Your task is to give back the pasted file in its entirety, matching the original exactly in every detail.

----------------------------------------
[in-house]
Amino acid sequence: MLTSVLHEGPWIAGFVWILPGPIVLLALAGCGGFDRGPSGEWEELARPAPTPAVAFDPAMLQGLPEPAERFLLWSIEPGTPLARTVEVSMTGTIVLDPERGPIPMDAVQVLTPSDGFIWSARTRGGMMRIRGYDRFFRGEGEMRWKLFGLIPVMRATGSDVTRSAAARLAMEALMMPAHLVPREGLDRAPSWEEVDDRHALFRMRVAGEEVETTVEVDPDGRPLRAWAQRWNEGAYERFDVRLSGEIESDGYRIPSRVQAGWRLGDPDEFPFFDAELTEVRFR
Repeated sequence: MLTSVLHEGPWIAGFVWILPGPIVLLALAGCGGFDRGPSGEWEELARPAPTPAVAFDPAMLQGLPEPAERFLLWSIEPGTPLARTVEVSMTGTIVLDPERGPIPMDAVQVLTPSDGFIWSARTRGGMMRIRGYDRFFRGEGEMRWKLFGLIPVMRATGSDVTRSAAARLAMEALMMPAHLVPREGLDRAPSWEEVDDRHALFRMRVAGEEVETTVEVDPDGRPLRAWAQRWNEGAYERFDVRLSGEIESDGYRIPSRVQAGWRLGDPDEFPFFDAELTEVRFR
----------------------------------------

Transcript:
[in-house]
Amino acid sequence: MLTSVLHEGPWIAGFVWILPGPIVLLALAGCGGFDRGPSGEWEELARPAPTPAVAFDPAMLQGLPEPAERFLLWSIEPGTPLARTVEVSMTGTIVLDPERGPIPMDAVQVLTPSDGFIWSARTRGGMMRIRGYDRFFRGEGEMRWKLFGLIPVMRATGSDVTRSAAARLAMEALMMPAHLVPREGLDRAPSWEEVDDRHALFRMRVAGEEVETTVEVDPDGRPLRAWAQRWNEGAYERFDVRLSGEIESDGYRIPSRVQAGWRLGDPDEFPFFDAELTEVRFR
Repeated sequence: MLTSVLHEGPWIAGFVWILPGPIVLLALAGCGGFDRGPSGEWEELARPAPTPAVAFDPAMLQGLPEPAERFLLWSIEPGTPLARTVEVSMTGTIVLDPERGPIPMDAVQVLTPSDGFIWSARTRGGMMRIRGYDRFFRGEGEMRWKLFGLIPVMRATGSDVTRSAAARLAMEALMMPAHLVPREGLDRAPSWEEVDDRHALFRMRVAGEEVETTVEVDPDGRPLRAWAQRWNEGAYERFDVRLSGEIESDGYRIPSRVQAGWRLGDPDEFPFFDAELTEVRFR